"You got it," I said. "A shower is a party for someone who's about to get married. Sometimes the shower is for the couple, and they're both there. But usually only the bride is the honoree, and all the other people at the party are women. Everyone brings a gift. The theory is that this way the couple can start life with everything they need. We do the same thing when a couple's expecting a baby. Course, then it's a baby shower."
"Baby shower," Pam repeated. She smiled in a chilly way. lt was enough to put frost on your pumpkin, seeing that up-curve of the lips. "I like the term," she said. She knocked on Eric's office door and then opened it. "Eric," she said, "maybe someday one of the waitresses will get pregnant, and we can go to a baby shower!"
"That would be something to see," said Eric, lifting his golden head from the papers on his desk. The sheriff registered my presence, gave me a hard look, and decided to ignore me. Eric and I had issues.
Despite the fact that the room was full of people waiting for his attention, Eric lay down his pen and stood to stretch his tall and magnificent body, perhaps for my benefit. As usual, Eric was in tight jeans and a Fangtasia T-shirt, black with the white stylized fangs that the bar used as its trademark. "Fangtasia" was written in jazzy red script across the white points in the same style as the neon sign outside. If Eric turned around, the back would read "The Bar with a Bite." Pam had given me one when Fangtasia first got into marketing its own stuff.
Eric made the shirt look good, and I remembered all too well what was underneath it.
I tore my gaze away from Eric's stretch to look around the room. There were lots of other vampires crammed into the smallish space, but till you saw them you didn't know they were there, they were so still and silent. Clancy, the bar manager, had claimed one of the two visitor chairs before the desk. Clancy had just barely survived the previous year's Witch War, but he hadn't come out unscathed. The witches had drained Clancy near to the point of no return. By the time Eric discovered Clancy, tracing his smell to a Shreveport cemetery, Clancy was one Vacutainer short of dead. During his long recovery, the red-haired vamp had grown bitter and snappish. Now he grinned at me, showing some fang. "You can sit in my lap, Sookie," he said, patting his thighs.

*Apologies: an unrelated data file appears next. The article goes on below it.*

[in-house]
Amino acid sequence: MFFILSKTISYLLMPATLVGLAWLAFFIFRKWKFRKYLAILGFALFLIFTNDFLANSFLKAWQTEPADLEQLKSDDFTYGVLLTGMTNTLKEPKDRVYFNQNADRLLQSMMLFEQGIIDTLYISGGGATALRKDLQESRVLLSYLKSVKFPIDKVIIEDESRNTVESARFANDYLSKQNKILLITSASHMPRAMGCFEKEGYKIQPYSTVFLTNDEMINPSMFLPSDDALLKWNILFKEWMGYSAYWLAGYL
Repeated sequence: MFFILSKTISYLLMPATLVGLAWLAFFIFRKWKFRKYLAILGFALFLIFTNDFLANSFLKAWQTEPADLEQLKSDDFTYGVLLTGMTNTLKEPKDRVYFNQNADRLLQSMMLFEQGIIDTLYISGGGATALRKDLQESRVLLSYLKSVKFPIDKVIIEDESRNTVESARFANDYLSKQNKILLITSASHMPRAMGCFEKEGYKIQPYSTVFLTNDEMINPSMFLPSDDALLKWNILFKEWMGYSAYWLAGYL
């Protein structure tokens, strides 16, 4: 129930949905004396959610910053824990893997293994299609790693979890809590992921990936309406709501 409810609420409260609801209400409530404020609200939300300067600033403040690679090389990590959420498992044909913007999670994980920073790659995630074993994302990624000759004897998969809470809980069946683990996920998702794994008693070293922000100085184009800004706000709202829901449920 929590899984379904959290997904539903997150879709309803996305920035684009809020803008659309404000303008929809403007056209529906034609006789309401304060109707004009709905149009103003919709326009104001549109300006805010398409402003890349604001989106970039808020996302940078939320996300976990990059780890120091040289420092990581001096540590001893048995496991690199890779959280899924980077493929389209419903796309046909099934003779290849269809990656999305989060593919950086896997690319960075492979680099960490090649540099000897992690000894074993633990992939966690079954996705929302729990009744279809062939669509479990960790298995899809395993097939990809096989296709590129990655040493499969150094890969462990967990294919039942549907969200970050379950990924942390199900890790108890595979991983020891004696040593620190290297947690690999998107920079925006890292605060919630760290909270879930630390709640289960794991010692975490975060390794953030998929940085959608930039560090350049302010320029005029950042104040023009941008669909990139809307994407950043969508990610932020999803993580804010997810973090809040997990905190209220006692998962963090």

I smiled back, but not like my heart was in it. "No, thanks, Clancy," I said politely. Clancy's flirting had always had an edge to it, and now that edge was razor sharp. He was one of those vamps I'd rather not be alone with. Though he ran the bar capably, and he had never laid a finger on me, he still set off warning bells. I can't read vampire minds, which was why I found it refreshing to hang with them, but when I felt that tingle of warning, I did find myself wishing I could just dip into Clancy's head and find out what was going on in there.
Felicia, the newest bartender, was sitting on the couch, along with Indira and Maxwell Lee. It was like the vampire Rainbow Coalition meeting. Felicia was a happy mixture of African and Caucasian, and she was almost six feet tall, so there was more loveliness to appreciate. Maxwell Lee was one of the darkest men I'd ever seen. Little Indira was the daughter of Indian immigrants.
There were four more people in the room (using the term "people" loosely), and each one of them upset me, though in varying degrees.
One of them was someone I didn't acknowledge. I'd taken a page from the Were rule book and treated him like an outlawed member of my pack: I abjured him. I didn't speak his name, I didn't speak to him, I didn't recognize his existence. (Of course, this was my ex, Bill Compton – not that I recognized that he was in the room, brooding away in a corner.)
Leaning against the wall next to him was ancient Thalia, who was possibly even older than Eric. She was as small as Indira and very pale, with tightly waving black hair – and she was extremely rude.
To my amazement, some humans found that a complete turn-on. Thalia actually had a devoted following who seemed thrilled when she used her stilted English to tell them to fuck off. I'd discovered she even had a website, established and maintained by fans. Go figure. Pam had told me that when Eric had agreed to let Thalia live in Shreveport, it was the equivalent of keeping a badly trained pit bull tethered in the yard. Pam had not approved.
These undead citizens all lived in Area Five. To live and work under Eric's protection, they'd all sworn fealty to him. So they were required to devote a certain amount of their time to doing his bidding, even if they didn't work at the bar. There were a few extra vampires in Shreveport these days, since Katrina; just like a lot of humans, they had to go somewhere. Eric hadn't decided what to do about the undead refugees, and they hadn't been invited to the meeting.
Tonight there were two visitors in Fangtasia, one of whom outranked Eric.
Andre was the personal bodyguard of Sophie-Anne Leclerq, the Queen of Louisiana. The queen, at present, was an evacuee in Baton Rouge. Andre looked very young, maybe sixteen; his face was baby smooth, his pale hair was thick and heavy. Andre had lived a long existence caring only for Sophie-Anne, his maker and savior. He was not wearing his saber tonight, because he wasn't acting as her bodyguard, but I was sure Andre was armed with something – knife or gun. Andre himself was a lethal weapon, with or without an aid.